Is Methodological Naturalism Necessary for Scientific Progress?

In this episode, hosts Angus Menuge and Robert J. Marks conclude their three-part discussion with Dr. Robert Larmer about his chapter on methodological naturalism in the recent volume Minding the Brain. The trio argue that methodological naturalism is not the only viable approach in scientific inquiry and that it can be an obstruction to discovering the truth. They suggest that explanations should be based on how well they explain rather than being prescribed in advance. They also criticize the assumption that science requires the adoption of methodological naturalism, which guarantees that non-physical causes can never be recognized. Dr. Larmer proposes an alternative approach called methodological pluralism, which allows for a more open-minded and evidence-based exploration of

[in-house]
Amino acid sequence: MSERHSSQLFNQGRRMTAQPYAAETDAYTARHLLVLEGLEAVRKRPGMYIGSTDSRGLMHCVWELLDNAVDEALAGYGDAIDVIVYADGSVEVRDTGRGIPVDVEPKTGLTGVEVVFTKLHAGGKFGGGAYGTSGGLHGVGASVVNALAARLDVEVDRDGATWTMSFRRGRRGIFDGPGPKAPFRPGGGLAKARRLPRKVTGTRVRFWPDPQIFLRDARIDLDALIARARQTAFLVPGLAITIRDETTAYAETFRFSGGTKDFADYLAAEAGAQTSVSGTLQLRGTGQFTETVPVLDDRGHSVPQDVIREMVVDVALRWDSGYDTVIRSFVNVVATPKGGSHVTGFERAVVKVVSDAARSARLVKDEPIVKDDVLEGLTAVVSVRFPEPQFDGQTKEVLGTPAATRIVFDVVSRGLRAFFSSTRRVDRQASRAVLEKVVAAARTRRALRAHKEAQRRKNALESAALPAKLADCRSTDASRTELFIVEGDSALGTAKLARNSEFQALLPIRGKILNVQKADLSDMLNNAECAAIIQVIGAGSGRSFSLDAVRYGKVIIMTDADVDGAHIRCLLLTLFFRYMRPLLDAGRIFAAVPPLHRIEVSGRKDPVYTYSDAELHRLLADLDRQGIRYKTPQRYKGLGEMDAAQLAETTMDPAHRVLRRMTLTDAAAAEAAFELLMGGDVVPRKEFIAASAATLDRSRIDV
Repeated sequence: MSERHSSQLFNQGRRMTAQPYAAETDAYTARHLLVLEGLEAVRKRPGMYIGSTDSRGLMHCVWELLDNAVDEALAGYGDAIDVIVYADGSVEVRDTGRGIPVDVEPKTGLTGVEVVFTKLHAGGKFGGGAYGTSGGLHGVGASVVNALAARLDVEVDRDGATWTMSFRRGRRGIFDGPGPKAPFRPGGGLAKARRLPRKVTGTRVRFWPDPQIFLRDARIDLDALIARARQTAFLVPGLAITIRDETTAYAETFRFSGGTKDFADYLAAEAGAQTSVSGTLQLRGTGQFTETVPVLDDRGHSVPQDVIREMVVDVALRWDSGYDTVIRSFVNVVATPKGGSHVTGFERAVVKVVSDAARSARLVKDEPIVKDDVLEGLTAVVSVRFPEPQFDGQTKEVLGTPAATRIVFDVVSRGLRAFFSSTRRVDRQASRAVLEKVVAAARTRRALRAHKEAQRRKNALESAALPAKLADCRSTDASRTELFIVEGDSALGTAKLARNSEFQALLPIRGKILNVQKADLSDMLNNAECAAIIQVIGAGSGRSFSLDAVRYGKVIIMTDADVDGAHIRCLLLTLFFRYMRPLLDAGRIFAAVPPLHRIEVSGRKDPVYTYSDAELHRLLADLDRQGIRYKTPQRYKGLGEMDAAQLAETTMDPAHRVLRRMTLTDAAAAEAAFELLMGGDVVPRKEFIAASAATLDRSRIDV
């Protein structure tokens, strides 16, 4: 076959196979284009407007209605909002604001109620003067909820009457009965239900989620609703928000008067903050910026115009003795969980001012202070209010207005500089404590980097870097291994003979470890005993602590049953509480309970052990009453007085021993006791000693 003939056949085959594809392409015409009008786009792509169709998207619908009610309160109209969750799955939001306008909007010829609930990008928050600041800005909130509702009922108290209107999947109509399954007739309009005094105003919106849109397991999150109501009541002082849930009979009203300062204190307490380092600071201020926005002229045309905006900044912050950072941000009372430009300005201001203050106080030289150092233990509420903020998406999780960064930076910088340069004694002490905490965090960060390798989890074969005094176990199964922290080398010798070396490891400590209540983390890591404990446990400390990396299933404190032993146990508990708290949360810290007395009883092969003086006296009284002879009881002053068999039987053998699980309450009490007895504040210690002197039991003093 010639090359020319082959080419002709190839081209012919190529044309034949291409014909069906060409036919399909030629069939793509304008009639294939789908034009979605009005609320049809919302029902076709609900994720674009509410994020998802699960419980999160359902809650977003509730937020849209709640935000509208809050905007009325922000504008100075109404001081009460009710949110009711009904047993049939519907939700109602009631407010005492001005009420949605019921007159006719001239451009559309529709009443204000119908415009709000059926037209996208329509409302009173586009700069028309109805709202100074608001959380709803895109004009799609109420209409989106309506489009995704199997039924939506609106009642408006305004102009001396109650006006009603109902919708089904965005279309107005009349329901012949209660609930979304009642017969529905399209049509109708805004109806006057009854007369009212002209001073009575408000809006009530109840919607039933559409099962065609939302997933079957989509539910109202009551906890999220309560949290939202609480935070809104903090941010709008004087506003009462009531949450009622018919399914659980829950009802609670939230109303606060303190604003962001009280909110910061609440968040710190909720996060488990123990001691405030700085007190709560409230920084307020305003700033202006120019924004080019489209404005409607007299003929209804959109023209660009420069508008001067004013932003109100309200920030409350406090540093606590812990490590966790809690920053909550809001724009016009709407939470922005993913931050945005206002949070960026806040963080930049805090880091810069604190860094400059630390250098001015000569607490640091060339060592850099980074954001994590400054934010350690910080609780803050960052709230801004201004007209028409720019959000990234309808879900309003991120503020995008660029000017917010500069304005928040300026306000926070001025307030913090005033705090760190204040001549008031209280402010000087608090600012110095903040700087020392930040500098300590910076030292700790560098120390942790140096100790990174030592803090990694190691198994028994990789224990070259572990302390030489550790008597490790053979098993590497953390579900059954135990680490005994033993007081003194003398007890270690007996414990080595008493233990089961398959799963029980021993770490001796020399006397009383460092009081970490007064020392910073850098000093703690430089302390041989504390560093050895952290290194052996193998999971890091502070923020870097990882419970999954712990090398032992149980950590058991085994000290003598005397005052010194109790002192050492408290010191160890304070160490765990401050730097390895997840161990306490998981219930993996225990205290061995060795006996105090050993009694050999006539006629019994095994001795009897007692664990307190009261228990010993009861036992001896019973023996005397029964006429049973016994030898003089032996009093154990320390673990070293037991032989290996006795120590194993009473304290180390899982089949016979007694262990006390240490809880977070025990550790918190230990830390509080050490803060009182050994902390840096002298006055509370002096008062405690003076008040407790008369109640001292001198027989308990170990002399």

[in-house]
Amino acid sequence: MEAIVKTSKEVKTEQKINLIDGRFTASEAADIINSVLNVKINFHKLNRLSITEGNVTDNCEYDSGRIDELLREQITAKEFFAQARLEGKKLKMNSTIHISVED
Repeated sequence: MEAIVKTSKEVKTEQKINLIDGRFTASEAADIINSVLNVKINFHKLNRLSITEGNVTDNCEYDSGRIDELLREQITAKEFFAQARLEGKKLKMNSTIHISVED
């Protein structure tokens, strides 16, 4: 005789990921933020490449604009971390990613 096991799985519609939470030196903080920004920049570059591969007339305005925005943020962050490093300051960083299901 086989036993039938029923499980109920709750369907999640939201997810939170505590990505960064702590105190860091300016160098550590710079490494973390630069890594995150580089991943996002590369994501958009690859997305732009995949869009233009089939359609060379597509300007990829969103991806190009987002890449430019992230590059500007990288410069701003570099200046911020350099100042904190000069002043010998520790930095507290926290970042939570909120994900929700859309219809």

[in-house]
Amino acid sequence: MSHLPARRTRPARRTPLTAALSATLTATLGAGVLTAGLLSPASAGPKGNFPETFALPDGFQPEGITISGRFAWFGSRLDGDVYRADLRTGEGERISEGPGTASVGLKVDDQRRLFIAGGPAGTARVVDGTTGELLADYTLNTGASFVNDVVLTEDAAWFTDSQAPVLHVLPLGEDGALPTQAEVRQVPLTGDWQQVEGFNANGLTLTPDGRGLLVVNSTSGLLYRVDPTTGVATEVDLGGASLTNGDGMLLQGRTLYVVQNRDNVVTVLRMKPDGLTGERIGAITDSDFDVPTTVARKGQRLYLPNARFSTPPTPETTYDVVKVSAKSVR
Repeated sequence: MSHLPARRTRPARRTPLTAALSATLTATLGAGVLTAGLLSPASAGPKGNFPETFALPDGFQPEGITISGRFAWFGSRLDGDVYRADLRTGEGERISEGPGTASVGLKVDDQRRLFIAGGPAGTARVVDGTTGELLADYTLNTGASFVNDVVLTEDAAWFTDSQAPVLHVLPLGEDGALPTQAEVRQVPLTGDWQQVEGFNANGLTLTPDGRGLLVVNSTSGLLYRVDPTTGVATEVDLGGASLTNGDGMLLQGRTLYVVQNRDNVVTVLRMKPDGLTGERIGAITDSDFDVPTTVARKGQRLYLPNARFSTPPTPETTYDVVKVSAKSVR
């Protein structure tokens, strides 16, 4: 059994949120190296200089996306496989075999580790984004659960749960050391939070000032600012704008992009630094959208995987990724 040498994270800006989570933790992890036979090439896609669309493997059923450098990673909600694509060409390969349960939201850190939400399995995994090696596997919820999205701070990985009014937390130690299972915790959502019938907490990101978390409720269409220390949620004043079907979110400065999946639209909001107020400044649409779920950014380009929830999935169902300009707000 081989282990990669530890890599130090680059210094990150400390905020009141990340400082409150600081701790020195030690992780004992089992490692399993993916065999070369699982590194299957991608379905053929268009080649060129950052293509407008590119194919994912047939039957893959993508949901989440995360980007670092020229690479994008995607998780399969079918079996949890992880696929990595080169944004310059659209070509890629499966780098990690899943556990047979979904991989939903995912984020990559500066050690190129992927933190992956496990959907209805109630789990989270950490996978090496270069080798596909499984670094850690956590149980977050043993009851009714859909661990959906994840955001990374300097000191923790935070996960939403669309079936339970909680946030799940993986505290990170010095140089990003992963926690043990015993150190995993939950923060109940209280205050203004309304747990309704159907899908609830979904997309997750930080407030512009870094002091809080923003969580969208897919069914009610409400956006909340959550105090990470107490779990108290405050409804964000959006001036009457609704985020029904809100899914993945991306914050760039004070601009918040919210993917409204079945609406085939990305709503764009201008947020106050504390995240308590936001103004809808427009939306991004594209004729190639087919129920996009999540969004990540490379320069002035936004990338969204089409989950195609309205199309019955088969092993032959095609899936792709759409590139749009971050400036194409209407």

The State of Innovation and the Impact of AI

In this episode, host Robert J. Marks discusses the state of innovation and the impact of AI with guest Jeffrey Funk, author of the book Technology Change and the Rise of New Industries. They discuss the hype around AI, the limitations of large language models like GPT-3, the slowing rate of innovation, the impact of Goodhart’s Law on academia, and the need for a shift in metrics and a focus on practical applications. They also touch on the role of universities and corporations in driving innovation and the need for cross-fertilization and collaboration. Overall, they express skepticism about the current state of AI and emphasize the importance of measuring success based on real-world impact rather than just publications and metrics. Additional Resources Technology